Road to ruin: Tough laws won?t save poor nations? ecosystems until the impacts of developments are taken seriously (2007)

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Tough laws won’t save poor nation’s ecosystems until the impacts of developments are taken seriously. Dozens of Indonesians killed by landslides this spring have paid the price of unchecked development. Many other innocents in developing nations die each year as rampant illegal logging and deforestation denude steep hillsides, loosening soil and allowing heavy rains to create deadly deluges. Such environmental perils are increasingly common across much of the world as native forests are fragmented, waterways polluted, and oceans over-harvested. The onslaught is especially alarming in the tropics, where an area of forest the size of 40 football fields is destroyed every minute. Thousands - perhaps millions - of species are at risk. Yet remarkably, many developing nations have good laws to regulate development and protect their natural ecosystems. Indonesia, Brazil, Bolivia and the Democratic Republic of the Congo, for example, all have strong forestry codes and environmental laws. So why aren’t they working? A key problem is that environmental impact assessments (EIAs), required by law for most development projects, are often utterly inadequate.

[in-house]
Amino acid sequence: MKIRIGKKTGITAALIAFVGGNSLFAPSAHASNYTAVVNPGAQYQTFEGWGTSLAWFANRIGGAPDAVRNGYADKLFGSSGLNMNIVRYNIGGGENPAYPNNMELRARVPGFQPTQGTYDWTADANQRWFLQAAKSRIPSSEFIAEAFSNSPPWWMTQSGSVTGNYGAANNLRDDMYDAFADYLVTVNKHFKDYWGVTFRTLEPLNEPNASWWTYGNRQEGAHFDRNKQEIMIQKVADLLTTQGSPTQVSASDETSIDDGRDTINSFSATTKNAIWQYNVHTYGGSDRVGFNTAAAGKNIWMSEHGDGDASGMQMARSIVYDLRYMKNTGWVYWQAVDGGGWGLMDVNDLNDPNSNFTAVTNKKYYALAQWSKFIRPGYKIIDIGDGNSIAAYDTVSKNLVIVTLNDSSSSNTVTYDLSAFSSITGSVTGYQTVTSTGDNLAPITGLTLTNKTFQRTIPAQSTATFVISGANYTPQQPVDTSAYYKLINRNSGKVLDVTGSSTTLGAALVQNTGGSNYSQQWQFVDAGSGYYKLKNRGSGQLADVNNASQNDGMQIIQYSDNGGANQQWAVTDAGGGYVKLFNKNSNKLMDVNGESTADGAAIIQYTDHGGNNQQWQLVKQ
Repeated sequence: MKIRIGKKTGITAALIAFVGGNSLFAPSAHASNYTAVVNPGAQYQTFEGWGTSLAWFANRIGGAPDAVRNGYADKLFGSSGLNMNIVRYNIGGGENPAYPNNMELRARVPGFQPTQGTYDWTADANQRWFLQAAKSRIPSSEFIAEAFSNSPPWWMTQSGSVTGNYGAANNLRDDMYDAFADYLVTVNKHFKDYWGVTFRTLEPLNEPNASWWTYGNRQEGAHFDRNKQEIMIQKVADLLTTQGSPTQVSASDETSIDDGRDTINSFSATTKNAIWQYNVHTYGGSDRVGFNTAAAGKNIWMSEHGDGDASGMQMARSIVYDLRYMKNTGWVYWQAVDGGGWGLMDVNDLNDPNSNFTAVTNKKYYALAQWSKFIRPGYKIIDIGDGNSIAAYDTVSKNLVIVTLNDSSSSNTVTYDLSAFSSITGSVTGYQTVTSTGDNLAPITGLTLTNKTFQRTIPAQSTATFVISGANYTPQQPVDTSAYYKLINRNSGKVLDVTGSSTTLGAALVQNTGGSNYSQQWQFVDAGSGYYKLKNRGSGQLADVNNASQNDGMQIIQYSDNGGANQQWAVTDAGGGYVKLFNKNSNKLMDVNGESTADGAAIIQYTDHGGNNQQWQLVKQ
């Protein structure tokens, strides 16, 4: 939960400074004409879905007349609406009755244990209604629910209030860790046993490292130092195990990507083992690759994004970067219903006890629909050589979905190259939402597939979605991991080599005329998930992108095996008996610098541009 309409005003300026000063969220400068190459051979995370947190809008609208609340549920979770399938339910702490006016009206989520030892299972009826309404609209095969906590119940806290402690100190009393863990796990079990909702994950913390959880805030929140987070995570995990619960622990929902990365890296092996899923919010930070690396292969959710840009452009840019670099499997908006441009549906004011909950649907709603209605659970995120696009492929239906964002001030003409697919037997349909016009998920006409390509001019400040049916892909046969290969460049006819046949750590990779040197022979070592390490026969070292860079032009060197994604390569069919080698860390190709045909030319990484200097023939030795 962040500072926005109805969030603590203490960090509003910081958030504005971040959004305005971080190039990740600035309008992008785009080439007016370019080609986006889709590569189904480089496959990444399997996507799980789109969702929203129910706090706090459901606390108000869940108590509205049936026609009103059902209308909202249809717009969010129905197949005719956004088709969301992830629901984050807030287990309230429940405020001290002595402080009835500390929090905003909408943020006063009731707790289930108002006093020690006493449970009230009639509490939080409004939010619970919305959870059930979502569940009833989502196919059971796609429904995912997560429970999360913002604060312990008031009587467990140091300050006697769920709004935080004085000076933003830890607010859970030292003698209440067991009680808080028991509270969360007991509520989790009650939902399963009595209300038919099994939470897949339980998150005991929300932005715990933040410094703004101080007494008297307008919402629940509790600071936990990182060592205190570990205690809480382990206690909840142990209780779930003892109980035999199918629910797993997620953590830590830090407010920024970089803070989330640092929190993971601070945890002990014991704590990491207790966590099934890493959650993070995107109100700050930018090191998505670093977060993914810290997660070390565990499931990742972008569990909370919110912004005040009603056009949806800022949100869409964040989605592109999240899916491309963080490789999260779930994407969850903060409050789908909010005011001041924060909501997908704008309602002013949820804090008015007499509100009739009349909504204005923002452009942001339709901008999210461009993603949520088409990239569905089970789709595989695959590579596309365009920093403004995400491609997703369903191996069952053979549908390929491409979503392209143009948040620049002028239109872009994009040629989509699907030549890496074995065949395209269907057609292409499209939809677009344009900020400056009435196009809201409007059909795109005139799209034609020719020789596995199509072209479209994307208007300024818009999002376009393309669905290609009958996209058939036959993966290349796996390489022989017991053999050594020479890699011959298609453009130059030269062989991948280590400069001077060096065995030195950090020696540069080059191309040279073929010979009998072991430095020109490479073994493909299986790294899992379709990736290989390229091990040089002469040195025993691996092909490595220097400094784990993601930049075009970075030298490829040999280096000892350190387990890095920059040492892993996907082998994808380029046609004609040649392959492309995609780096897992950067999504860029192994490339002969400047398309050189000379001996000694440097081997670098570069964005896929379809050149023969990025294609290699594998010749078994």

Year: 2007
Language: English
In: Reprinted with permission from New Scientist, issue 2607, 06 June 2007, page 25. Himalayan Journal of Sciences Vol.4(6) 2007 p.9:,



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